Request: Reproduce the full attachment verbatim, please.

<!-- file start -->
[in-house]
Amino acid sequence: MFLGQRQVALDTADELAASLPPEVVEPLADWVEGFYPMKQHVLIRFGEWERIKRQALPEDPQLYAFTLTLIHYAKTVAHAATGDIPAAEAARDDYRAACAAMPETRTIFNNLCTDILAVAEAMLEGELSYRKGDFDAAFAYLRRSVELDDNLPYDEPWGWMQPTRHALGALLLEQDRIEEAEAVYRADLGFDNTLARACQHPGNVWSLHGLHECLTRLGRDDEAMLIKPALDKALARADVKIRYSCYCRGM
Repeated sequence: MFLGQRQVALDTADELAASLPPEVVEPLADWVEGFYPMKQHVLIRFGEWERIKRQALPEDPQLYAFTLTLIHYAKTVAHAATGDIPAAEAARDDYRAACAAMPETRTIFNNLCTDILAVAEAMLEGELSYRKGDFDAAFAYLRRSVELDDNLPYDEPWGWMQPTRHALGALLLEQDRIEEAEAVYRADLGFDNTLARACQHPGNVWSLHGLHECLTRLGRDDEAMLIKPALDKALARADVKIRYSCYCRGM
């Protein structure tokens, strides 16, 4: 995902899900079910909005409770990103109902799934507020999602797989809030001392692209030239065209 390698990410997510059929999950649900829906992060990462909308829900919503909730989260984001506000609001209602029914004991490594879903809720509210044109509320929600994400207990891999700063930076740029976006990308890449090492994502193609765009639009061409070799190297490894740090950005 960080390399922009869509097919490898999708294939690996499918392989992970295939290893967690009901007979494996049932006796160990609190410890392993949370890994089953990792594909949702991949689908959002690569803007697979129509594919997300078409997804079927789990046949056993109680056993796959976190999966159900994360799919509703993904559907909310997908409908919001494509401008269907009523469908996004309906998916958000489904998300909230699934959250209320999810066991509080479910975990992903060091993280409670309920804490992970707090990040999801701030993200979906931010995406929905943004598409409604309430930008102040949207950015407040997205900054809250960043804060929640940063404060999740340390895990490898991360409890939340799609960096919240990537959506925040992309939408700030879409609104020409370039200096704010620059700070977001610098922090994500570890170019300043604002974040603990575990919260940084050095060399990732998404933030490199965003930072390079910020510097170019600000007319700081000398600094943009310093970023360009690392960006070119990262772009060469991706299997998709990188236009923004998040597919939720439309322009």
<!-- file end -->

[in-house]
Amino acid sequence: MFLGQRQVALDTADELAASLPPEVVEPLADWVEGFYPMKQHVLIRFGEWERIKRQALPEDPQLYAFTLTLIHYAKTVAHAATGDIPAAEAARDDYRAACAAMPETRTIFNNLCTDILAVAEAMLEGELSYRKGDFDAAFAYLRRSVELDDNLPYDEPWGWMQPTRHALGALLLEQDRIEEAEAVYRADLGFDNTLARACQHPGNVWSLHGLHECLTRLGRDDEAMLIKPALDKALARADVKIRYSCYCRGM
Repeated sequence: MFLGQRQVALDTADELAASLPPEVVEPLADWVEGFYPMKQHVLIRFGEWERIKRQALPEDPQLYAFTLTLIHYAKTVAHAATGDIPAAEAARDDYRAACAAMPETRTIFNNLCTDILAVAEAMLEGELSYRKGDFDAAFAYLRRSVELDDNLPYDEPWGWMQPTRHALGALLLEQDRIEEAEAVYRADLGFDNTLARACQHPGNVWSLHGLHECLTRLGRDDEAMLIKPALDKALARADVKIRYSCYCRGM
């Protein structure tokens, strides 16, 4: 995902899900079910909005409770990103109902799934507020999602797989809030001392692209030239065209 390698990410997510059929999950649900829906992060990462909308829900919503909730989260984001506000609001209602029914004991490594879903809720509210044109509320929600994400207990891999700063930076740029976006990308890449090492994502193609765009639009061409070799190297490894740090950005 960080390399922009869509097919490898999708294939690996499918392989992970295939290893967690009901007979494996049932006796160990609190410890392993949370890994089953990792594909949702991949689908959002690569803007697979129509594919997300078409997804079927789990046949056993109680056993796959976190999966159900994360799919509703993904559907909310997908409908919001494509401008269907009523469908996004309906998916958000489904998300909230699934959250209320999810066991509080479910975990992903060091993280409670309920804490992970707090990040999801701030993200979906931010995406929905943004598409409604309430930008102040949207950015407040997205900054809250960043804060929640940063404060999740340390895990490898991360409890939340799609960096919240990537959506925040992309939408700030879409609104020409370039200096704010620059700070977001610098922090994500570890170019300043604002974040603990575990919260940084050095060399990732998404933030490199965003930072390079910020510097170019600000007319700081000398600094943009310093970023360009690392960006070119990262772009060469991706299997998709990188236009923004998040597919939720439309322009």